Can I exclude my stepchild from my Will?



With the growing number of blended families, the need for parents to financially assist their children and stepchildren in purchasing property, the aging group of baby boomers, the growing number of Self-Managed Superannuation Funds and aging family businesses, Australians are experiencing a significant increase in the number of family provisions claims and contested estates.

Statistics have indicated that the Will maker’s children or stepchildren bring many family provision claims.

Consider the following scenario:

Your client inherited 100% of his partner’s estate a few years ago and now wishes to update his will to leave the majority of his estate to his biological children and to completely exclude his stepson.

He informs you that during his relationship with his partner, they spent a substantial amount of money supporting the stepson. This included putting a roof over his head, paying for his education and living expenses and an advancement of a loan of $30,000.00 to assist with the purchase of an investment property.

Your client shares further details on how his stepson has never respected him, cared for him, or contributed to the estate and he has not spoken to the stepson for the past five years since the passing of his partner. The loan of $30,000.00 has never been repaid as promised and there is no written agreement in place.

How can you assist?

Whether you are a financial planner, accountant or an advisor, estate planning is often a crucial and yet difficult topic to openly discuss with your clients. A common problem advisors experience which limits their ability to create long lasting client relationships stems from the inability to engage with their clients regarding their estate planning affairs and simply not asking the right questions.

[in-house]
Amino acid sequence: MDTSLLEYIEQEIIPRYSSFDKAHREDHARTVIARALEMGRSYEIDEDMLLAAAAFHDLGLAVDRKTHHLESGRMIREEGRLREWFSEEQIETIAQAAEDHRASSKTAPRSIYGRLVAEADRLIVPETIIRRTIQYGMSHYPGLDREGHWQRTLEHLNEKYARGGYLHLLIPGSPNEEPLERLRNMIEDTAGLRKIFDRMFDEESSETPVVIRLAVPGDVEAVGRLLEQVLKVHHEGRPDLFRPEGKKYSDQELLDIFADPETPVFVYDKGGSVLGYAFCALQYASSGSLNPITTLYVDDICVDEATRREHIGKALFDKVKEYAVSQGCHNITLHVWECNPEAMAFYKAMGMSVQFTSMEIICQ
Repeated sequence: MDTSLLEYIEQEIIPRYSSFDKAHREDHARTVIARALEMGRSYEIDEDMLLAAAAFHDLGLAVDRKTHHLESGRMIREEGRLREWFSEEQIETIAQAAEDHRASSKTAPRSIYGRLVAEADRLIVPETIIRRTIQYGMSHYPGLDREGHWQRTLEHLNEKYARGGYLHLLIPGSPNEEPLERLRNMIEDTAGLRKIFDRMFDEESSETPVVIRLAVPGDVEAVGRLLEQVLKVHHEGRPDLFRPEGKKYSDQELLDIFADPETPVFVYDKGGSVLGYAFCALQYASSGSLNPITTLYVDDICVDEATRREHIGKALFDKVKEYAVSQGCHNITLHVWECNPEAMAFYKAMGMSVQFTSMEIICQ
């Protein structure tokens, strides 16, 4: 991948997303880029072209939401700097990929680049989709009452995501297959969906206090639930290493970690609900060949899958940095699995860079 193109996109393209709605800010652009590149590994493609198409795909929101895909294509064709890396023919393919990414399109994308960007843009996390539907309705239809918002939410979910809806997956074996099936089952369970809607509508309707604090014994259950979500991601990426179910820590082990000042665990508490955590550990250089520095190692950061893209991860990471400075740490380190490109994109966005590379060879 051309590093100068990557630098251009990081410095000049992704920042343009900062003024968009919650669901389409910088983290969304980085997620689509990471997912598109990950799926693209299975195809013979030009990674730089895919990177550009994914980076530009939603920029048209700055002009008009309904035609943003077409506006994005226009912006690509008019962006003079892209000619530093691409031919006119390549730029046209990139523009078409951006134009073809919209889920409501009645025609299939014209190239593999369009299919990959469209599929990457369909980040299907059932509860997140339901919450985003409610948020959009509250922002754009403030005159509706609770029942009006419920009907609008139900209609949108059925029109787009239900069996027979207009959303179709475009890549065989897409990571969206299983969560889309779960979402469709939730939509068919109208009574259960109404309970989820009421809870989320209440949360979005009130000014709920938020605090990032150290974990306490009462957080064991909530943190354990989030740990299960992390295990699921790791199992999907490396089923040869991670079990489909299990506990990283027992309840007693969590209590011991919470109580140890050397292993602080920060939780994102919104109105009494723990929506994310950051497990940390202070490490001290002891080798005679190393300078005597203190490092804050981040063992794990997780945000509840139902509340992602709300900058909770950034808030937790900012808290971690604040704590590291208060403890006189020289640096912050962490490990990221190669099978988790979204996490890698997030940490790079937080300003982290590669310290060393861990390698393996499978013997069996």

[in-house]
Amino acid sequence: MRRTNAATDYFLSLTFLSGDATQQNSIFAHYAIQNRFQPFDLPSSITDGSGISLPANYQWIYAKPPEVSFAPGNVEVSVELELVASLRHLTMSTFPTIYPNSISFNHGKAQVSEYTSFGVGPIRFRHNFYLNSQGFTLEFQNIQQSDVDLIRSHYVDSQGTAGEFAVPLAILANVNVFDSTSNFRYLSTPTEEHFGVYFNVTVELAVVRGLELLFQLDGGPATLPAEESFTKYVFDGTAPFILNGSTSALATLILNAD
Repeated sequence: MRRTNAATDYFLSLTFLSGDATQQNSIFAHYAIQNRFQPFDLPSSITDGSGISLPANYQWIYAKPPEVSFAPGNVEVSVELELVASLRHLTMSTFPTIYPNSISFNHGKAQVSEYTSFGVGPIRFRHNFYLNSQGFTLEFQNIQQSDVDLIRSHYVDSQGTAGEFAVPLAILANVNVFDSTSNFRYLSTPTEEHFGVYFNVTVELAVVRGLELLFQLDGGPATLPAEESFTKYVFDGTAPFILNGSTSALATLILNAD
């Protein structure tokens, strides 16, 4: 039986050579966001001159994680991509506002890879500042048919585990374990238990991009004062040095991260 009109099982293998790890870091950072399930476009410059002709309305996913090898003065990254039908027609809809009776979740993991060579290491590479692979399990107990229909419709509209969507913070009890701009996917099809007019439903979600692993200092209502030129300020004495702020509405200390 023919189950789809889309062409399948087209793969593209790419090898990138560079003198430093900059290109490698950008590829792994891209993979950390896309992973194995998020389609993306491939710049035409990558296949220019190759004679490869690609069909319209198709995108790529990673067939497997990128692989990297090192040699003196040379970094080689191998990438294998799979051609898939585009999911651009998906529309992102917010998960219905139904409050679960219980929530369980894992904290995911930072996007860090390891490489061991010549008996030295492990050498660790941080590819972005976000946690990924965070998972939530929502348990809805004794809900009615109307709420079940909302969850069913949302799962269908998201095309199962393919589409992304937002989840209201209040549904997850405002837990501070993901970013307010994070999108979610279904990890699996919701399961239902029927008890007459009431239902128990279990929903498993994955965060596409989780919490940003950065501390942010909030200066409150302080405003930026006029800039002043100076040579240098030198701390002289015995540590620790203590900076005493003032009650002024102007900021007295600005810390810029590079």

Family Provision Claims

As an advisor, to ensure that an open discussion can occur to address potential claims with your client, you must ensure your client is aware of the following individuals that potentially may have a claim on their estate:

  • A spouse or former spouse partner;
  • A person whom the Will maker was living in a de facto relationship with at the time of their death (including same sex partners);
  • A biological child;
  • An adopted child;
  • A child whom the Will maker had long-term parental responsibility for;
  • A grandchild who was also a member of the Will maker’s household;
  • A person who was dependent on the Will maker; and
  • A person who was living with the Will maker in a close personal relationship at time of death.

If your client has intentions to make provisions in their Will to limit or exclude the above class of individuals, significant care must be taken to ensure that the client seeks proper estate planning advice from an estate planning lawyer and considers whether they can take steps to mitigate the risk and protect their estate.